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The Gastric Brooding Frog’s Reproductive System

The Gastric Brooding Frog’s Reproductive System

THE Australian gastric brooding frog, thought to be extinct since 2002, had a bizarre means of reproduction. The female swallowed her fertilized eggs and incubated her young in her stomach for about six weeks. Her babies later emerged from her mouth as fully developed frogs.

To keep from digesting her eggs, it was necessary that the mother frog not only stop eating but also stop producing stomach acid. Evidently, chemicals released by the eggs and hatchlings inhibited the production of acid.

The mother would brood about two dozen eggs. By the time she gave birth, her young could make up almost 40 percent of her total body weight. This would be like a woman who weighed 150 pounds (68 kg) before she became pregnant carrying 24 babies weighing four pounds (1.8 kg) each! The young frogs stretched the mother’s stomach to the point that it completely compressed her lungs, forcing her to breathe through her skin.

The baby frogs would normally emerge over a period of days as they became ready. If the mother sensed danger, though, she would give birth by vomiting them out. Researchers once observed a female expel six young frogs together, shooting them about 40 inches (1 m) in the air.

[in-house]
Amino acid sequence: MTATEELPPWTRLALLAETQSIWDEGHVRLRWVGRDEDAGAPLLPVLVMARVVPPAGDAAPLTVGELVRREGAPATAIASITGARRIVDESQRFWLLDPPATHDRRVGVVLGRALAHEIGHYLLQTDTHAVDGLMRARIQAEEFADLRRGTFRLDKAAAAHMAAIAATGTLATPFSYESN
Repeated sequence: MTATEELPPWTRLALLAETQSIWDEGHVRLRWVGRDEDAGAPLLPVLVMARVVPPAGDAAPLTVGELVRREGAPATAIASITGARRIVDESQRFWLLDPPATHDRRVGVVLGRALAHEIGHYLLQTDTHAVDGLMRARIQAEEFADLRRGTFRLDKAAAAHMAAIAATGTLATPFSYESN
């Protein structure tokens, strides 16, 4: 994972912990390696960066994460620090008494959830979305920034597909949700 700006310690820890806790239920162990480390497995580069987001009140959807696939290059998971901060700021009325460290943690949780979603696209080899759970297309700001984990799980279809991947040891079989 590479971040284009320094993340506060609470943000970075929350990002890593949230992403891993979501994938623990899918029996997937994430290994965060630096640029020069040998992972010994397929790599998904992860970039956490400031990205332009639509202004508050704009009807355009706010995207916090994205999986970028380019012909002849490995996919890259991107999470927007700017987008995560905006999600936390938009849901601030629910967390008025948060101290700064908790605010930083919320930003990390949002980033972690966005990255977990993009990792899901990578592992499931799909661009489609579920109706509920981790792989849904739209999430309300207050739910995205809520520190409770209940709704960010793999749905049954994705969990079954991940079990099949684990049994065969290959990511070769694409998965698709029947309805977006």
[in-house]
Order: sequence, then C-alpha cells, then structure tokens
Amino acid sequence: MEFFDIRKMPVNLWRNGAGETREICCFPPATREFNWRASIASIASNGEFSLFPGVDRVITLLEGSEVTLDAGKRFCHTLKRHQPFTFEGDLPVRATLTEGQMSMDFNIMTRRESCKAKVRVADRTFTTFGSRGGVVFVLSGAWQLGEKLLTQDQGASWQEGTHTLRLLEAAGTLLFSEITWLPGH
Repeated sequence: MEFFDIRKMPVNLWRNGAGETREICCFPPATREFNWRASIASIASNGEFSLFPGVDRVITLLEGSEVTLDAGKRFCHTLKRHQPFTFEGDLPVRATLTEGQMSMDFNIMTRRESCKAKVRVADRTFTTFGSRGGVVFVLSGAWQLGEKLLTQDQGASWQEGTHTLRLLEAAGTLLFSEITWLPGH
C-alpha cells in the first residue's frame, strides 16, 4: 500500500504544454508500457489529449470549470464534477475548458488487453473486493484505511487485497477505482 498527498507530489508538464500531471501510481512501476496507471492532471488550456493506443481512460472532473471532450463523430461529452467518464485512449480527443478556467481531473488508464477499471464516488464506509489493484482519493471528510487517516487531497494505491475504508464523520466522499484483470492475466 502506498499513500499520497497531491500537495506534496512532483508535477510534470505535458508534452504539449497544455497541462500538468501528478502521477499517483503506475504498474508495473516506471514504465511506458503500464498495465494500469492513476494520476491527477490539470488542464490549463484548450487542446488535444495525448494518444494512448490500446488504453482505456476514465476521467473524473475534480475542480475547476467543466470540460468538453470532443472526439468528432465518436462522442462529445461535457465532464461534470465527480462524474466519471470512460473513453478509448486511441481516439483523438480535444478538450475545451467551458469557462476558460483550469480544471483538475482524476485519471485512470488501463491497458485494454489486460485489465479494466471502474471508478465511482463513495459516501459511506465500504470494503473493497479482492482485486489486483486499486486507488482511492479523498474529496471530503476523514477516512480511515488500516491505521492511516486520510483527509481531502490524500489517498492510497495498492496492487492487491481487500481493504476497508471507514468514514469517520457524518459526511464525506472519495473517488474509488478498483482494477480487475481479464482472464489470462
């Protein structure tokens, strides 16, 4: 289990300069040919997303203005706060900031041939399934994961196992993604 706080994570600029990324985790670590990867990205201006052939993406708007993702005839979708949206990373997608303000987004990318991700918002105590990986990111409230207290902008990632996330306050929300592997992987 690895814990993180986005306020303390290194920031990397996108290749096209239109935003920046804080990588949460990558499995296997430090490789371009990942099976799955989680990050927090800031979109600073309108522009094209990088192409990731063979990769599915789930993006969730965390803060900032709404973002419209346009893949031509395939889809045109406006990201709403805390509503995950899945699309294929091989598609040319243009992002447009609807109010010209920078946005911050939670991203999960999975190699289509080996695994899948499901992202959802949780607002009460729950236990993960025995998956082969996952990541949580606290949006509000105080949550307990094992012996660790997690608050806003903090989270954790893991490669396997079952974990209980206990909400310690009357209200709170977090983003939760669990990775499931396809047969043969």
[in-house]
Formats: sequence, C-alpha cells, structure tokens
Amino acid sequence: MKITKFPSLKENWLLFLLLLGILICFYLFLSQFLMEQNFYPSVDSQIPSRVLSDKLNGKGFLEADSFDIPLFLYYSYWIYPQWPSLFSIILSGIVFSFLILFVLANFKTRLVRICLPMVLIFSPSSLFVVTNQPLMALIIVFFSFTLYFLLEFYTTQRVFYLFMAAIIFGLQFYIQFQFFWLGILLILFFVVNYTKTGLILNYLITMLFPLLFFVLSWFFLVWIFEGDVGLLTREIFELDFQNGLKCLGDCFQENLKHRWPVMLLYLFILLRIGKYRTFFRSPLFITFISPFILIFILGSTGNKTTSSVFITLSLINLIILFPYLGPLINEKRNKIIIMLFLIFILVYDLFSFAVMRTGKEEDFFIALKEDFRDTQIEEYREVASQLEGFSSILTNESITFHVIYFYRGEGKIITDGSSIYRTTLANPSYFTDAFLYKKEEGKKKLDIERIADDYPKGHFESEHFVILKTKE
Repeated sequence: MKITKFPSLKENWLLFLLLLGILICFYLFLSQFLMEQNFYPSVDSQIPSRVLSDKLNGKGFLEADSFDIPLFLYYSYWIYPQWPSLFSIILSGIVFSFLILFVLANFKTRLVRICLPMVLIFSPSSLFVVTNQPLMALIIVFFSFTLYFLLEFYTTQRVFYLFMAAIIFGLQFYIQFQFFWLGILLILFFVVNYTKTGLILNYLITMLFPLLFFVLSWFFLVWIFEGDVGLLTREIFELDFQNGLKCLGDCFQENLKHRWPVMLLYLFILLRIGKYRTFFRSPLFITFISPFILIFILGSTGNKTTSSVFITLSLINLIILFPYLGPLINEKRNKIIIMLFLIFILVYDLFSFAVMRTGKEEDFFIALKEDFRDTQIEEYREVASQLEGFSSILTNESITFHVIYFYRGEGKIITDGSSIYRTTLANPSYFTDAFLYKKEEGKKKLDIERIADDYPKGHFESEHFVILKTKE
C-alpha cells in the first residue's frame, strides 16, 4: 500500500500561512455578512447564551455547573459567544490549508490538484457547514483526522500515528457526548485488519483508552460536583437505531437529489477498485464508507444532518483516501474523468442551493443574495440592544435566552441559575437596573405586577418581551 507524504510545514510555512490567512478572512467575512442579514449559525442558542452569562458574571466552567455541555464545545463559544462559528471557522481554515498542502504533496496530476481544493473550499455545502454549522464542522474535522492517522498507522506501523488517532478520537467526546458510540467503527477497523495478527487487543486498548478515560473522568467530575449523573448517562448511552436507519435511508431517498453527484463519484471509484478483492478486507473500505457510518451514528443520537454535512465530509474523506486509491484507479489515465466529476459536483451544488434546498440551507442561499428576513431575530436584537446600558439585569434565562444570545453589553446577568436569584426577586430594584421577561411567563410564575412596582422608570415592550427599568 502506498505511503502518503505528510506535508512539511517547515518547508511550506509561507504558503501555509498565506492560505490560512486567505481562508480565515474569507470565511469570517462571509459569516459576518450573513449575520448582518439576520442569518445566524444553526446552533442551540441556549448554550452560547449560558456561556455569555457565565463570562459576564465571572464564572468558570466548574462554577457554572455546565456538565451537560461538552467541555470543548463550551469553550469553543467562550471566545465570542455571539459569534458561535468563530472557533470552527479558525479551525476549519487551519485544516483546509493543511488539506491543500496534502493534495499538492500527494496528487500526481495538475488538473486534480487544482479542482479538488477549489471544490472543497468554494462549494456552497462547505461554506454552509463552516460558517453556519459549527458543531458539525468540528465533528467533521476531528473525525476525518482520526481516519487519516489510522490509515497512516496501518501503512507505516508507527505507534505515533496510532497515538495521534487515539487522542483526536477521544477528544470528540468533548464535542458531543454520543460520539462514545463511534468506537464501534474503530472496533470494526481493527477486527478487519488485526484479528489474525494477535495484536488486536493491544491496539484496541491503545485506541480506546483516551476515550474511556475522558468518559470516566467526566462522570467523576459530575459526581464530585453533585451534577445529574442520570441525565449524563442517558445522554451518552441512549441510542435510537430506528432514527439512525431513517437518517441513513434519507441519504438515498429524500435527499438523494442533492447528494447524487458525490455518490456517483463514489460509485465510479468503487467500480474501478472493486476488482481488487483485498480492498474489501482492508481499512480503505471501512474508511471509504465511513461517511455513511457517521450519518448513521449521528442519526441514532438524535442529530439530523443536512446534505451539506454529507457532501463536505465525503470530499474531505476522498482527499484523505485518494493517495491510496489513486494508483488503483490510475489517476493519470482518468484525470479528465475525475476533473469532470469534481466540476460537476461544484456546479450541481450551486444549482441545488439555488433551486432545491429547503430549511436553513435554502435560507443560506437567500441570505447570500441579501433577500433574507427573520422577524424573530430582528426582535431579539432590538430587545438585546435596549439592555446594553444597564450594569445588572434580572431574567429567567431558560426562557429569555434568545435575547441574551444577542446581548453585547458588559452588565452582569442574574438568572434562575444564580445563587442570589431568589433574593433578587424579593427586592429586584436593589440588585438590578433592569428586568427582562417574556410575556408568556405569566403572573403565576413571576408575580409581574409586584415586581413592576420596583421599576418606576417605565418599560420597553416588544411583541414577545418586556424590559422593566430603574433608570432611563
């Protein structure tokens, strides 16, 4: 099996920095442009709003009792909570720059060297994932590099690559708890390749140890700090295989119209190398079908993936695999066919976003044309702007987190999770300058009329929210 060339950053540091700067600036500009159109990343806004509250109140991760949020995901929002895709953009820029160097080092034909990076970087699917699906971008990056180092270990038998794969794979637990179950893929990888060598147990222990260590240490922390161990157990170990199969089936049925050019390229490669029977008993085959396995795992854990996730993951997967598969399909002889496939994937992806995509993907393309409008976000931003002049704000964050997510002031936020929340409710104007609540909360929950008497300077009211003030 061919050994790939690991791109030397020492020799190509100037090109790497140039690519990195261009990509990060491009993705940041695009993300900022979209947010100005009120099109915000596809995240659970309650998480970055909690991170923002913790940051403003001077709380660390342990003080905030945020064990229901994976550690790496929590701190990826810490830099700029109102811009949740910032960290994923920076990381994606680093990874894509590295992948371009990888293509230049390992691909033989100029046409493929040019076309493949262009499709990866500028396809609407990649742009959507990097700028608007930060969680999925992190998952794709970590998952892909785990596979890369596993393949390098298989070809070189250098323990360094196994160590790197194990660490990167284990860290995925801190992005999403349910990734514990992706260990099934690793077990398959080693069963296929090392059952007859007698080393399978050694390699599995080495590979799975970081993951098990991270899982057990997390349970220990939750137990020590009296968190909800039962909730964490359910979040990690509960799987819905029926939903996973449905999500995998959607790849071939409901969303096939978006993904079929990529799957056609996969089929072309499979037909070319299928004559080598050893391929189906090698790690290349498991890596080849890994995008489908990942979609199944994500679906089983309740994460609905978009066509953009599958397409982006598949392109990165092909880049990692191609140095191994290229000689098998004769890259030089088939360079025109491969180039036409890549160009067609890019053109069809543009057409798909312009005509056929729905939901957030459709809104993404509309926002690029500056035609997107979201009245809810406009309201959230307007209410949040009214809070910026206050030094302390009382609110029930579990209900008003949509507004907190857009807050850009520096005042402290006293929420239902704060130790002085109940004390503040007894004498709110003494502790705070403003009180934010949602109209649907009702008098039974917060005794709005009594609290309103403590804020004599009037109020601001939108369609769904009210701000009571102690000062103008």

If, as some claim, its reproductive system evolved, the gastric brooding frog would have had to make vast changes to both its physical makeup and its behavior all at once. “It is inconceivable to contemplate a slow and progressive change in its reproductive biology,” wrote scientist and evolutionist Michael J. Tyler. “The habit is totally effective or it fails completely.” The only plausible explanation, Tyler says, is “a single, huge, quantum step.” Some would say that such a quantum step is called creation. *

What do you think? Did the reproductive system of the gastric brooding frog come about by evolution? Or was it designed?

^ par. 7 In his book Origin of Species, Charles Darwin stated: “Natural selection acts only by taking advantage of slight successive variations; she can never take a . . . leap.”